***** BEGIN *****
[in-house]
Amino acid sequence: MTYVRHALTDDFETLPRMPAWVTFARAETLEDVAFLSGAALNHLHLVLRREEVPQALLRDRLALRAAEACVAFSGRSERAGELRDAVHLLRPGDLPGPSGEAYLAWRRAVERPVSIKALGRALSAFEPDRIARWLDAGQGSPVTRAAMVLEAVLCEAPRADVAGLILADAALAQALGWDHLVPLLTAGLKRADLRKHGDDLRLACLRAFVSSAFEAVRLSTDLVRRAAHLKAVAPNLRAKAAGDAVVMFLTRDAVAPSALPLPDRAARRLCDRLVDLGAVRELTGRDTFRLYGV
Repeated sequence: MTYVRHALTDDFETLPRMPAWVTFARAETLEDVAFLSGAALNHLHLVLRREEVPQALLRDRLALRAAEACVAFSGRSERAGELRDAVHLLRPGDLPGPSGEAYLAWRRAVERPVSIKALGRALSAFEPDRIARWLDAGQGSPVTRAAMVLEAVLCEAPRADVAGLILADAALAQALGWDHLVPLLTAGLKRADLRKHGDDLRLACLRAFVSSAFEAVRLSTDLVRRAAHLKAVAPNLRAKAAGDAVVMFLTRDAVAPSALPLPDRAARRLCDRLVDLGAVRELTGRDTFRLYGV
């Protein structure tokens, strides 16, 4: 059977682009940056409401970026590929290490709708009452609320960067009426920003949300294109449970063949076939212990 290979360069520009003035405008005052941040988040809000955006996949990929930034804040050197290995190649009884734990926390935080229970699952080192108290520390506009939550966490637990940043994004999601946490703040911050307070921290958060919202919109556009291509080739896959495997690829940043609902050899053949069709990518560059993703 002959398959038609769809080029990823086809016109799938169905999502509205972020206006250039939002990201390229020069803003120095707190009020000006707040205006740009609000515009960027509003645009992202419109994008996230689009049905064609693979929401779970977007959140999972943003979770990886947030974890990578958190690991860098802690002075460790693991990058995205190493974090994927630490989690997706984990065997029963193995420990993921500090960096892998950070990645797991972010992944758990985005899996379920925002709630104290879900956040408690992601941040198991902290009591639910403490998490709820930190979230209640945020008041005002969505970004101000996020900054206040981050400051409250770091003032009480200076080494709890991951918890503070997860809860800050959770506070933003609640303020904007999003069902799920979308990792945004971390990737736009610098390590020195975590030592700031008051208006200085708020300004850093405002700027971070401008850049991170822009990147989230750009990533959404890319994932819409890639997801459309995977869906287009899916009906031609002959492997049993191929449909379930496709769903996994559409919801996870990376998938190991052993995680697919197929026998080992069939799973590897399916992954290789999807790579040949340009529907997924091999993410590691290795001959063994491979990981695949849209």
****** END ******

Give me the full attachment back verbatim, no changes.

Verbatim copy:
[in-house]
Amino acid sequence: MTYVRHALTDDFETLPRMPAWVTFARAETLEDVAFLSGAALNHLHLVLRREEVPQALLRDRLALRAAEACVAFSGRSERAGELRDAVHLLRPGDLPGPSGEAYLAWRRAVERPVSIKALGRALSAFEPDRIARWLDAGQGSPVTRAAMVLEAVLCEAPRADVAGLILADAALAQALGWDHLVPLLTAGLKRADLRKHGDDLRLACLRAFVSSAFEAVRLSTDLVRRAAHLKAVAPNLRAKAAGDAVVMFLTRDAVAPSALPLPDRAARRLCDRLVDLGAVRELTGRDTFRLYGV
Repeated sequence: MTYVRHALTDDFETLPRMPAWVTFARAETLEDVAFLSGAALNHLHLVLRREEVPQALLRDRLALRAAEACVAFSGRSERAGELRDAVHLLRPGDLPGPSGEAYLAWRRAVERPVSIKALGRALSAFEPDRIARWLDAGQGSPVTRAAMVLEAVLCEAPRADVAGLILADAALAQALGWDHLVPLLTAGLKRADLRKHGDDLRLACLRAFVSSAFEAVRLSTDLVRRAAHLKAVAPNLRAKAAGDAVVMFLTRDAVAPSALPLPDRAARRLCDRLVDLGAVRELTGRDTFRLYGV
């Protein structure tokens, strides 16, 4: 059977682009940056409401970026590929290490709708009452609320960067009426920003949300294109449970063949076939212990 290979360069520009003035405008005052941040988040809000955006996949990929930034804040050197290995190649009884734990926390935080229970699952080192108290520390506009939550966490637990940043994004999601946490703040911050307070921290958060919202919109556009291509080739896959495997690829940043609902050899053949069709990518560059993703 002959398959038609769809080029990823086809016109799938169905999502509205972020206006250039939002990201390229020069803003120095707190009020000006707040205006740009609000515009960027509003645009992202419109994008996230689009049905064609693979929401779970977007959140999972943003979770990886947030974890990578958190690991860098802690002075460790693991990058995205190493974090994927630490989690997706984990065997029963193995420990993921500090960096892998950070990645797991972010992944758990985005899996379920925002709630104290879900956040408690992601941040198991902290009591639910403490998490709820930190979230209640945020008041005002969505970004101000996020900054206040981050400051409250770091003032009480200076080494709890991951918890503070997860809860800050959770506070933003609640303020904007999003069902799920979308990792945004971390990737736009610098390590020195975590030592700031008051208006200085708020300004850093405002700027971070401008850049991170822009990147989230750009990533959404890319994932819409890639997801459309995977869906287009899916009906031609002959492997049993191929449909379930496709769903996994559409919801996870990376998938190991052993995680697919197929026998080992069939799973590897399916992954290789999807790579040949340009529907997924091999993410590691290795001959063994491979990981695949849209």